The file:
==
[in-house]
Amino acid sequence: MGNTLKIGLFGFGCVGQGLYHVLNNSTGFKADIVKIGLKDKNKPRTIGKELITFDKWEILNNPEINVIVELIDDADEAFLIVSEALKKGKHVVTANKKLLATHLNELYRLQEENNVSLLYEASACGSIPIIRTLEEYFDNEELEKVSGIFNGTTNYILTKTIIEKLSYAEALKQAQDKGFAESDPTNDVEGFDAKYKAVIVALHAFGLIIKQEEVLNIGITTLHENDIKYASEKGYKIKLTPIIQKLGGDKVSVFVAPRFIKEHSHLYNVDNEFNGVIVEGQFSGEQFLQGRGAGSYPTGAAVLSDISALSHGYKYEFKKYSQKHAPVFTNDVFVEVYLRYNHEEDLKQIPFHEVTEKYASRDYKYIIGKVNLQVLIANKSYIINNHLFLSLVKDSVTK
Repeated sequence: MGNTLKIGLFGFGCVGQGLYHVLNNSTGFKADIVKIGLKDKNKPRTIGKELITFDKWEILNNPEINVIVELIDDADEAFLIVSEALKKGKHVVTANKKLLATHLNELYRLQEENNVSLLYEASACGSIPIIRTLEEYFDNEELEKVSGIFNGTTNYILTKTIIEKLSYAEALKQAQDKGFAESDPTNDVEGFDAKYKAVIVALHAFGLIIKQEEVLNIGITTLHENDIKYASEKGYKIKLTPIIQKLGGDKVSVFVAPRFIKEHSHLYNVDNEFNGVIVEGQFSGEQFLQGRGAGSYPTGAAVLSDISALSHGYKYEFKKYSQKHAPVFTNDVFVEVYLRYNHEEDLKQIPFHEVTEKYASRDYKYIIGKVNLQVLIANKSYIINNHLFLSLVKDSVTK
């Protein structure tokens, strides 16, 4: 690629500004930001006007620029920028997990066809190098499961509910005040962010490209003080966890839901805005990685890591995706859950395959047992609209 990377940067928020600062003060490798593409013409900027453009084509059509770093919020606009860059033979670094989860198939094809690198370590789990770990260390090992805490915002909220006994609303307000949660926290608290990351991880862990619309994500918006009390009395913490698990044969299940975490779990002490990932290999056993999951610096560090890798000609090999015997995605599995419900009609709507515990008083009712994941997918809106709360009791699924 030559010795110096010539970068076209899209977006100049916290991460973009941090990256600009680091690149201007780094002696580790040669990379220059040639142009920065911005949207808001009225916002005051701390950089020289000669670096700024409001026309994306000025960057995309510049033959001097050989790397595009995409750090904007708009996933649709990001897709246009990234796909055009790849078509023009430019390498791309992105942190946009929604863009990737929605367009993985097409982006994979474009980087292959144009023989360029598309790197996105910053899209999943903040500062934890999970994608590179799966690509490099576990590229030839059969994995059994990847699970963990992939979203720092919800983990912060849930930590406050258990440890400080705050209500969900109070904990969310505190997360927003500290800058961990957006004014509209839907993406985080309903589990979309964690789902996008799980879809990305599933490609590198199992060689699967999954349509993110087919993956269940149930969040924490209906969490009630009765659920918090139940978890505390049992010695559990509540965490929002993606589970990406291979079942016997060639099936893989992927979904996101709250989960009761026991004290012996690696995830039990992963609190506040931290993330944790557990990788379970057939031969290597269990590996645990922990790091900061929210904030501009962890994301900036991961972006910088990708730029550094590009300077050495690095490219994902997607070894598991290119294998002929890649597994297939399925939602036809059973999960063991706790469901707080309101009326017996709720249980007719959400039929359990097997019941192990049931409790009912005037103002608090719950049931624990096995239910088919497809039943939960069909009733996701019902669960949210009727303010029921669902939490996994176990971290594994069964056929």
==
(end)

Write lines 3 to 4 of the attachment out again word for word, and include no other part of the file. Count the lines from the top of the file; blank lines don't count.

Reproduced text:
Repeated sequence: MGNTLKIGLFGFGCVGQGLYHVLNNSTGFKADIVKIGLKDKNKPRTIGKELITFDKWEILNNPEINVIVELIDDADEAFLIVSEALKKGKHVVTANKKLLATHLNELYRLQEENNVSLLYEASACGSIPIIRTLEEYFDNEELEKVSGIFNGTTNYILTKTIIEKLSYAEALKQAQDKGFAESDPTNDVEGFDAKYKAVIVALHAFGLIIKQEEVLNIGITTLHENDIKYASEKGYKIKLTPIIQKLGGDKVSVFVAPRFIKEHSHLYNVDNEFNGVIVEGQFSGEQFLQGRGAGSYPTGAAVLSDISALSHGYKYEFKKYSQKHAPVFTNDVFVEVYLRYNHEEDLKQIPFHEVTEKYASRDYKYIIGKVNLQVLIANKSYIINNHLFLSLVKDSVTK
């Protein structure tokens, strides 16, 4: 690629500004930001006007620029920028997990066809190098499961509910005040962010490209003080966890839901805005990685890591995706859950395959047992609209 990377940067928020600062003060490798593409013409900027453009084509059509770093919020606009860059033979670094989860198939094809690198370590789990770990260390090992805490915002909220006994609303307000949660926290608290990351991880862990619309994500918006009390009395913490698990044969299940975490779990002490990932290999056993999951610096560090890798000609090999015997995605599995419900009609709507515990008083009712994941997918809106709360009791699924 030559010795110096010539970068076209899209977006100049916290991460973009941090990256600009680091690149201007780094002696580790040669990379220059040639142009920065911005949207808001009225916002005051701390950089020289000669670096700024409001026309994306000025960057995309510049033959001097050989790397595009995409750090904007708009996933649709990001897709246009990234796909055009790849078509023009430019390498791309992105942190946009929604863009990737929605367009993985097409982006994979474009980087292959144009023989360029598309790197996105910053899209999943903040500062934890999970994608590179799966690509490099576990590229030839059969994995059994990847699970963990992939979203720092919800983990912060849930930590406050258990440890400080705050209500969900109070904990969310505190997360927003500290800058961990957006004014509209839907993406985080309903589990979309964690789902996008799980879809990305599933490609590198199992060689699967999954349509993110087919993956269940149930969040924490209906969490009630009765659920918090139940978890505390049992010695559990509540965490929002993606589970990406291979079942016997060639099936893989992927979904996101709250989960009761026991004290012996690696995830039990992963609190506040931290993330944790557990990788379970057939031969290597269990590996645990922990790091900061929210904030501009962890994301900036991961972006910088990708730029550094590009300077050495690095490219994902997607070894598991290119294998002929890649597994297939399925939602036809059973999960063991706790469901707080309101009326017996709720249980007719959400039929359990097997019941192990049931409790009912005037103002608090719950049931624990096995239910088919497809039943939960069909009733996701019902669960949210009727303010029921669902939490996994176990971290594994069964056929």